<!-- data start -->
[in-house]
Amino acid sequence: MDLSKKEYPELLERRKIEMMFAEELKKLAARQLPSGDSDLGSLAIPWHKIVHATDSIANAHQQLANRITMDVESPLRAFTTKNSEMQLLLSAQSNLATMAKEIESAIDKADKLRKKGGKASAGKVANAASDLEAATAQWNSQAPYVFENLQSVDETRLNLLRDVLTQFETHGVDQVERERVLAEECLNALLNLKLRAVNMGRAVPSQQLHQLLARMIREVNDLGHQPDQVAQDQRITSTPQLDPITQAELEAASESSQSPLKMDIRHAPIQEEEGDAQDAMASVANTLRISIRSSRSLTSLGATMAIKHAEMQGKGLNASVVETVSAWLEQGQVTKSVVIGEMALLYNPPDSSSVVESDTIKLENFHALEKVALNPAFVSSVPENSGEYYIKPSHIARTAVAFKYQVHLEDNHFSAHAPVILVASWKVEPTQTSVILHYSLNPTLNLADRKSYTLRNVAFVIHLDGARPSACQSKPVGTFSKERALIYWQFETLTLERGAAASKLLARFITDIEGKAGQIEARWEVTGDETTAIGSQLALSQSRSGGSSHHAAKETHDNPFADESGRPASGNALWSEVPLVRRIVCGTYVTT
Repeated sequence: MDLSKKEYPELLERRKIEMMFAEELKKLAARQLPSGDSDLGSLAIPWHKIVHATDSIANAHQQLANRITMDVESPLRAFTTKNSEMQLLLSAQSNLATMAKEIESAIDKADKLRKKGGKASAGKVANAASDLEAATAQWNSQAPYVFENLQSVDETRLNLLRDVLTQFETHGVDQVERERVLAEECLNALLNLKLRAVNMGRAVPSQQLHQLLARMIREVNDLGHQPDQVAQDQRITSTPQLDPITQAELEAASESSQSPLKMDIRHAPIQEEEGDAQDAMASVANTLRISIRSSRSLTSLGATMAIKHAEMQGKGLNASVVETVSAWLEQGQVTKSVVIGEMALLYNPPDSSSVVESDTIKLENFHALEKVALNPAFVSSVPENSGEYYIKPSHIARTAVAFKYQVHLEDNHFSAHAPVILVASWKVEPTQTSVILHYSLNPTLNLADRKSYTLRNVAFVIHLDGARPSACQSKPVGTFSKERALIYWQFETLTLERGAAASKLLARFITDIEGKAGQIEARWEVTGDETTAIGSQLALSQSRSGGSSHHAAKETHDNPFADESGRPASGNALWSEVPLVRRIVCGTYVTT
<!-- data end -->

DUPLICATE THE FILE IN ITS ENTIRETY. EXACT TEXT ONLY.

[in-house]
Amino acid sequence: MDLSKKEYPELLERRKIEMMFAEELKKLAARQLPSGDSDLGSLAIPWHKIVHATDSIANAHQQLANRITMDVESPLRAFTTKNSEMQLLLSAQSNLATMAKEIESAIDKADKLRKKGGKASAGKVANAASDLEAATAQWNSQAPYVFENLQSVDETRLNLLRDVLTQFETHGVDQVERERVLAEECLNALLNLKLRAVNMGRAVPSQQLHQLLARMIREVNDLGHQPDQVAQDQRITSTPQLDPITQAELEAASESSQSPLKMDIRHAPIQEEEGDAQDAMASVANTLRISIRSSRSLTSLGATMAIKHAEMQGKGLNASVVETVSAWLEQGQVTKSVVIGEMALLYNPPDSSSVVESDTIKLENFHALEKVALNPAFVSSVPENSGEYYIKPSHIARTAVAFKYQVHLEDNHFSAHAPVILVASWKVEPTQTSVILHYSLNPTLNLADRKSYTLRNVAFVIHLDGARPSACQSKPVGTFSKERALIYWQFETLTLERGAAASKLLARFITDIEGKAGQIEARWEVTGDETTAIGSQLALSQSRSGGSSHHAAKETHDNPFADESGRPASGNALWSEVPLVRRIVCGTYVTT
Repeated sequence: MDLSKKEYPELLERRKIEMMFAEELKKLAARQLPSGDSDLGSLAIPWHKIVHATDSIANAHQQLANRITMDVESPLRAFTTKNSEMQLLLSAQSNLATMAKEIESAIDKADKLRKKGGKASAGKVANAASDLEAATAQWNSQAPYVFENLQSVDETRLNLLRDVLTQFETHGVDQVERERVLAEECLNALLNLKLRAVNMGRAVPSQQLHQLLARMIREVNDLGHQPDQVAQDQRITSTPQLDPITQAELEAASESSQSPLKMDIRHAPIQEEEGDAQDAMASVANTLRISIRSSRSLTSLGATMAIKHAEMQGKGLNASVVETVSAWLEQGQVTKSVVIGEMALLYNPPDSSSVVESDTIKLENFHALEKVALNPAFVSSVPENSGEYYIKPSHIARTAVAFKYQVHLEDNHFSAHAPVILVASWKVEPTQTSVILHYSLNPTLNLADRKSYTLRNVAFVIHLDGARPSACQSKPVGTFSKERALIYWQFETLTLERGAAASKLLARFITDIEGKAGQIEARWEVTGDETTAIGSQLALSQSRSGGSSHHAAKETHDNPFADESGRPASGNALWSEVPLVRRIVCGTYVTT